“In peace, a son buries his father. In war, a father buries his son.”
What I admire about war films is it’s never about the war itself. It’s always about the humanity, patriotism, courage — and this time, Mel Gibson’s directorial comeback (it’s been 10 years!) proven to be a solid victory with its portrayal of faith put as the spotlight.
Desmond Doss played by Andrew Garfield (who gives his finest performance) wrestles with his belief not to bear arms in the violence of war, and yet ultimately saves 75 lives.
Hacksaw Ridge is a remarkable visual narrative of inner struggle when man’s religious conscience conflicted with his duty and the safety of his band of brothers. Will he stand on his ground?
An honest illustration of the brutality of war and the unyielding faith of a man.
I’m not too familiar with the character as much as the other superheroes, but I’m glad they bring him into the MCU because Doctor Strange is a breath of fresh air in a trend where everything exploded and destroyed all the time.
I’m usually not crazy about films that rely too heavily on digital fx. However, this one is a necessity that will not only gratify your viewing pleasure, but eventually becomes a cinematic sorcery that brings art to life. It’s like being inside the world of M.C. Escher’s painting “Relativity”. Surrealism at its best! A wild acid trip you can experience without taking any recreational shrooms. THIS is what CGI made for.
Now let’s put aside the visual orgasm for a moment, and talk about the humor and pop culture references. I love the Hannibal’s mouth & body restraint and Sherlock’s popped collar easter eggs! I initially thought he was a frigid character, turns out Stephen is strangely amusing.
Most important of all, the silver-haired Benadryl Cumbersmaug without a doubt is something to drool over.
This tragic thriller makes me so angry and sad at the same time.
By the end of the film, you’ll wonder who the real antagonist is. It’ll be one of those stories to teach juveniles not to kid around with a seemingly “fun prank”.
A young professor claims he’s a Cro-Magnon who survived 14,000 years of living in front of his fellow academics ranging from a biologist, anthropologist, archaeologist, historian, Christian literary scholar, and psychiatrist. Their impromptu farewell party turns into a Q & A of history, philosophy, logic, science, and religion that makes them question his validity and sanity.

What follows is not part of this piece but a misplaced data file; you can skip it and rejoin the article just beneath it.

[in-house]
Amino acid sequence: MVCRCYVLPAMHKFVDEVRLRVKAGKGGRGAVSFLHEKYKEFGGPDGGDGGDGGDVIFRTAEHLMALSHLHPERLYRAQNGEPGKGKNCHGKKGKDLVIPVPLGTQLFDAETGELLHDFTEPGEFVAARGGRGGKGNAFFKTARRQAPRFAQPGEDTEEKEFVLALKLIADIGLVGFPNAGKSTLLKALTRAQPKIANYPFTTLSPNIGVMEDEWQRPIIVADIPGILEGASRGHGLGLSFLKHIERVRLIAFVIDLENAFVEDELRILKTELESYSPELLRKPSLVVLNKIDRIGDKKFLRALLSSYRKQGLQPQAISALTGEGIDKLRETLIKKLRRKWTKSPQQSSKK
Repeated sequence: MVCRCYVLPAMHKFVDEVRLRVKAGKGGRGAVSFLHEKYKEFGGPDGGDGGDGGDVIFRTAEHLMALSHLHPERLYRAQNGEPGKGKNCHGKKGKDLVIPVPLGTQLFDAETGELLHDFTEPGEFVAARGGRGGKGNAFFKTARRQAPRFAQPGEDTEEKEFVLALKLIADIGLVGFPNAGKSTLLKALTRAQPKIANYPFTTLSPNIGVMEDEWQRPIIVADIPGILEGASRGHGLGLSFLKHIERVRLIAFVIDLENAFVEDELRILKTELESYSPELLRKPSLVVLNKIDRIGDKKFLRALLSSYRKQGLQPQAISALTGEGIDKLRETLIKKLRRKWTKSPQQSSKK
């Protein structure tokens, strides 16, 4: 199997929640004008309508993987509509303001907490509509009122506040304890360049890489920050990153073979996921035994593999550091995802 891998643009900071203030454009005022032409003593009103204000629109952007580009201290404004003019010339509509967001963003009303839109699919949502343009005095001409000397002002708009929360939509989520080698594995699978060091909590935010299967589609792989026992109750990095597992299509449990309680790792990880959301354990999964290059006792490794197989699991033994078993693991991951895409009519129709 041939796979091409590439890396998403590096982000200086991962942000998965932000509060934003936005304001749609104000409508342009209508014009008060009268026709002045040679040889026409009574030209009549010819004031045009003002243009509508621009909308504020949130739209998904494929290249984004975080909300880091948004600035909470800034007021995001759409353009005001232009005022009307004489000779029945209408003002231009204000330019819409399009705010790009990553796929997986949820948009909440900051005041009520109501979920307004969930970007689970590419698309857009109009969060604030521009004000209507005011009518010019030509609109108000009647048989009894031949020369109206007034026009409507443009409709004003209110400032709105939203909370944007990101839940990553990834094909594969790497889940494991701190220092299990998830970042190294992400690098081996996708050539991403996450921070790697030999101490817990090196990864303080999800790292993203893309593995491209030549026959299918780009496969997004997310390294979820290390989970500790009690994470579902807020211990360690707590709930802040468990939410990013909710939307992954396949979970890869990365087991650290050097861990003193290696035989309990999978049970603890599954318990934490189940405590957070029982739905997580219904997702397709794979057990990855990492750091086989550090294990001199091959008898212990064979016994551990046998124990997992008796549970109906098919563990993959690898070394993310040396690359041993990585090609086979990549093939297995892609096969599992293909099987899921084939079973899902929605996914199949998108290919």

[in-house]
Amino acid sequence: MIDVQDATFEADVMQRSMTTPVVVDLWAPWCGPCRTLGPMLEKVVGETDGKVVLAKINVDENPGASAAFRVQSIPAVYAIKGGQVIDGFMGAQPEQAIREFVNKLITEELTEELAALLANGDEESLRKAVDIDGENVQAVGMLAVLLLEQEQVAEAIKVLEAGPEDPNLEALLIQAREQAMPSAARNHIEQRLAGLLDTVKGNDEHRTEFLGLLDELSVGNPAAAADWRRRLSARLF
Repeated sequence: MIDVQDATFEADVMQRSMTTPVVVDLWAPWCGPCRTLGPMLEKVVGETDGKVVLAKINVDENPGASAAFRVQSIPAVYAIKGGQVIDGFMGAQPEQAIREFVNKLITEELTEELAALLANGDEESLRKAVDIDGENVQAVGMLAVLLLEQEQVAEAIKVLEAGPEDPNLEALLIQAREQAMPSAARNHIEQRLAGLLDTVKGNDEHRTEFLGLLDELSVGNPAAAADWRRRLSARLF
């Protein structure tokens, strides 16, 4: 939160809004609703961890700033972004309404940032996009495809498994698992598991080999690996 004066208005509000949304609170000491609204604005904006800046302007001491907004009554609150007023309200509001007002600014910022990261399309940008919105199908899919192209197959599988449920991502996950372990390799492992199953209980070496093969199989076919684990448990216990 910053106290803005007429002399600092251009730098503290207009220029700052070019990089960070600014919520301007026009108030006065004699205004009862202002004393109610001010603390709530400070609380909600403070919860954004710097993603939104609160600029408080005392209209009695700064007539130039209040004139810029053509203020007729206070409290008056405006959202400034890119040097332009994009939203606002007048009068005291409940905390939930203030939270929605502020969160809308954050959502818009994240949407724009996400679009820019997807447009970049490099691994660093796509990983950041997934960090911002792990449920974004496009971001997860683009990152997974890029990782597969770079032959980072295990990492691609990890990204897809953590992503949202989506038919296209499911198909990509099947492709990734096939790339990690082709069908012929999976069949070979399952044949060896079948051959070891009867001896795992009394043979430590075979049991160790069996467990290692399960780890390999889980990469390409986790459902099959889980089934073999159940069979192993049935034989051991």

Ain’t that an amazing premise??!
Ok, this intellectual sci-fi comes from a really really well-written screenplay. I also like that it’s a one room setting, so the focus is centered on their discussion. Though the production value, directing, and acting aren’t in the best quality, this film deserves a view by the script only.
A fun blood-splattered young adult horror comedy. Deathgasm is the heavy metal rendition of Evil Dead and Peter Jackson’s Dead Alive/Braindead.
“You see what happens when you poison other people’s minds with ideas?”
It may look it starts off like an ordinary stalker thriller, but not until halfway of the film you realize you’re wrong. And when you finally think you know what’s going on, you’re wrong again. The Gift will keep surprising you with its multiple twists and turns that you can’t figure the truth until the last very line.
This is what thriller supposed to feel like.
Never had I thought Interstellar came with a prerequisite. While the gist of the story is pretty much straightforward and simple (yes, it is), the screenplay weighs too heavily on scientific terms and theories. It isn’t providing answers, just evoking more questions (typical Nolan). It is great to have rocket science in a movie, but general audience would surely have difficulties comprehending wtf is going on. It will certainly make a lot of sense if you know basic astrophysics because Interstellar is mind-bending in a singularity level.